I Wanted Him to Be a Musician

My mom wanted me to be an attorney.  She was so sure I was meant to be an attorney, because all tests pointed to yes, that she decided what school I would go to and what I would major in.  Well it only took me a few months of college to realize that once you are there you are on your own and your mom can’t say boo about it.  So that is when my college dance began.  Unable to make decisions about what career I might be interested in the first 18 years of my life, I began to seek out interests.  Anything that appealed to me in the course catalog became a possibility.  Photography, psychology, ceramics, art history, earth science, renaissance and medieval history, literary criticism, art therapy, were all on my radar, and some were even my majors for a while.  I transferred colleges 4 times, graduated in 6 1/2 years, and wound up with a mish-mosh degree that couldn’t get me a job anywhere but in retail (no offense to those of you in retail, I actually co-own a retail store now, but that’s a story for another day).

I promised myself I wouldn’t make that same mistake with my child.  I swore I would let him explore his creativity.  I was so adamant that I realized finally, I was forcing him to explore his creativity.  Or at least my version of what creativity was.

I think our biggest challenge as parents is to really, truly, let our children’s gifts shine. Especially when we don’t understand those gifts. It is hard to nurture and encourage something you don’t understand.  And on the flip side, when we know perfectly well what those gifts are and don’t like the direction they point our child in.  I think my mom fell in the latter category.  I think we have the same gifts.  However that doesn’t change the fact that she still believes the gifts we were both given are somewhat lacking.  This gift being creativity, an artistic and elastic mind.  She pushed hers down very deep, and got an MBA.  I couldn’t get it to go so far…and so I waffled.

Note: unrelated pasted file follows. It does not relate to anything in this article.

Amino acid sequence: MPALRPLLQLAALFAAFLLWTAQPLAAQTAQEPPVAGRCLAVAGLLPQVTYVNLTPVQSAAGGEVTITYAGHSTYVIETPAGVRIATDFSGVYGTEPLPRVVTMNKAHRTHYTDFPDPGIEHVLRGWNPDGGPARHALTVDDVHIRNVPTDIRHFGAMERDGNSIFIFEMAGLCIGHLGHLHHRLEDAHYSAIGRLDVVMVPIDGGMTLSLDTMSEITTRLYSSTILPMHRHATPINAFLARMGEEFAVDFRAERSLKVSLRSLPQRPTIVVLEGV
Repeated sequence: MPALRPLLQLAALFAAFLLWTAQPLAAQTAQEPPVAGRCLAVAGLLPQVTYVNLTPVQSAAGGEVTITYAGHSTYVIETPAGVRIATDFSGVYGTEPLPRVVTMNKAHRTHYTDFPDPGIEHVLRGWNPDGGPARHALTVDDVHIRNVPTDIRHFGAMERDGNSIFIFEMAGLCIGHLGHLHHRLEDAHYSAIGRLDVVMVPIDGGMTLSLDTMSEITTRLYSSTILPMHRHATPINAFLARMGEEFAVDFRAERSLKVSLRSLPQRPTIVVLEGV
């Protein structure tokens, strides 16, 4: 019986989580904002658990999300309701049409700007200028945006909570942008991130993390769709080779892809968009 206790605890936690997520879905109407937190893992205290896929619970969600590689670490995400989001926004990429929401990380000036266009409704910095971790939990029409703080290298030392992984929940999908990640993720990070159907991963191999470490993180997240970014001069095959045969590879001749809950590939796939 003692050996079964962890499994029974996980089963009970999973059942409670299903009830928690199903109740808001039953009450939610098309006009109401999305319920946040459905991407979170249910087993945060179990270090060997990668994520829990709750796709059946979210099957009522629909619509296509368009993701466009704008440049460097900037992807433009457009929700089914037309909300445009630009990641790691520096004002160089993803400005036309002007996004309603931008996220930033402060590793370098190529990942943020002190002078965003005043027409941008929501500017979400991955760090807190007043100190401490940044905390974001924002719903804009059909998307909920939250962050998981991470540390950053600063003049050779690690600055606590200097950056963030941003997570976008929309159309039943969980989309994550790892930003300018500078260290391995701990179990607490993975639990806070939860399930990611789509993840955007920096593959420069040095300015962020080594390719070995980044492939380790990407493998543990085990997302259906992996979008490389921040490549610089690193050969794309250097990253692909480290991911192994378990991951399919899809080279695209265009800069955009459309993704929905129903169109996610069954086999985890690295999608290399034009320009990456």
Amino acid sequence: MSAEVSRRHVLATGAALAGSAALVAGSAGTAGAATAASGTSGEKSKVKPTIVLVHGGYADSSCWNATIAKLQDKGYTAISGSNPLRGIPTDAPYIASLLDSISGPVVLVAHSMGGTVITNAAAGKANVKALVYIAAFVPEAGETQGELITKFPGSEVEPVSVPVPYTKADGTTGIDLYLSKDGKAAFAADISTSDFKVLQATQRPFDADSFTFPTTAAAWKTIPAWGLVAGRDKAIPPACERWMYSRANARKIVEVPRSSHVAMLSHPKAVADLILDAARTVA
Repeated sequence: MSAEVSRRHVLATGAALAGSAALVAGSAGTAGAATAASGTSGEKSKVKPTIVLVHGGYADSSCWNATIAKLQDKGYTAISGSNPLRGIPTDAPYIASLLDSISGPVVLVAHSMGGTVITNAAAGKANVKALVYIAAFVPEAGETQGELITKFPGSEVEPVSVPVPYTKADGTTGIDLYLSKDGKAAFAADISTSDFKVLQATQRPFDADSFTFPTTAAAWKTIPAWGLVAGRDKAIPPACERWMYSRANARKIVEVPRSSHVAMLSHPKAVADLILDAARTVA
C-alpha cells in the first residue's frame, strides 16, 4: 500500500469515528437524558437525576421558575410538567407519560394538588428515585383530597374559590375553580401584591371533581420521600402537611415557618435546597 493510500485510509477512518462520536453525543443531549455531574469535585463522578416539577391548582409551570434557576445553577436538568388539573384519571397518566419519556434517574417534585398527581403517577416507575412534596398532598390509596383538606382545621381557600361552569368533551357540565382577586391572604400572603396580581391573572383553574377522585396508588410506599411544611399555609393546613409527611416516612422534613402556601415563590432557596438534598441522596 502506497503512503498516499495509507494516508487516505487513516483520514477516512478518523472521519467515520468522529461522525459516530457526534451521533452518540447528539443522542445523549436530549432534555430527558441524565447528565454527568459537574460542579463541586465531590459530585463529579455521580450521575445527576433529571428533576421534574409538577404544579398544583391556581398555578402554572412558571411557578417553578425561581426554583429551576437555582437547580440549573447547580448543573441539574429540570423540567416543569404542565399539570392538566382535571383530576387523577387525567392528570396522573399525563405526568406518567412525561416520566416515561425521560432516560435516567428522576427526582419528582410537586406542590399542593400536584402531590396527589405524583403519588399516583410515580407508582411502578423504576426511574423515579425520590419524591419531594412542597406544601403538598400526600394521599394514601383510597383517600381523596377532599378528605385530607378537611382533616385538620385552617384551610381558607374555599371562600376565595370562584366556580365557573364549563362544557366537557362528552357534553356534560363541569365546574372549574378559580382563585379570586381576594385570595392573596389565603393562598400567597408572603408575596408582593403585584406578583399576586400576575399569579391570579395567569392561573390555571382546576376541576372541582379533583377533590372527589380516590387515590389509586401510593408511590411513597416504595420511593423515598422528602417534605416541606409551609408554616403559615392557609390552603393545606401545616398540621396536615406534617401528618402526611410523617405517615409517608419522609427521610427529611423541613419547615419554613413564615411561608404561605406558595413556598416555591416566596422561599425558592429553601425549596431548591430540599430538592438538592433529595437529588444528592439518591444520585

It’s funny.  He’s gifted.  Everyone thinks he should be/will be an actor.  An entertainer.  A musician. Some sort of public figure.  He is the life of the party.  The center of attention.  It seems so plain.  To me.  To us.  To him?  Maybe not.  Just because he can make you laugh, isn’t afraid to speak in front of a group of adults, that doesn’t mean his destiny is to do that in the way we see it. My son, the boy, he loves to figure out things.  Things I don’t get.  He is now, as we speak, watching YouTube videos of rocket launches.  I get boys who love rockets.  He’s not so interested in space as he is in combustion.  In electricity.  In steam engines.  In lighthouses.  In famous shipwrecks.  I have often worried about that (the combustion part), now I see there may actually be an application for that particular interest.  How to foster it?   It’s not exactly my forte, however I will do my best.  Because even though that’s not what I thought he would be, what maybe I “wanted” him to be.  Right now that’s what he wants to be.




4 thoughts on “I Wanted Him to Be a Musician

  1. What a special time in a child’s life when they get to explore the world (before loads of homework, ‘clicks’ at school, acne, prom… wait, am I going to fast!? LOL)! Another great post!

    • Much to fast, because my son told me today that he was going to stay with me forever, until he died. Literally. I didn’t want to get into the details, like I’ll probably go before you. But I’m gonna hold him to that promise and we’ll keep exploring the world!

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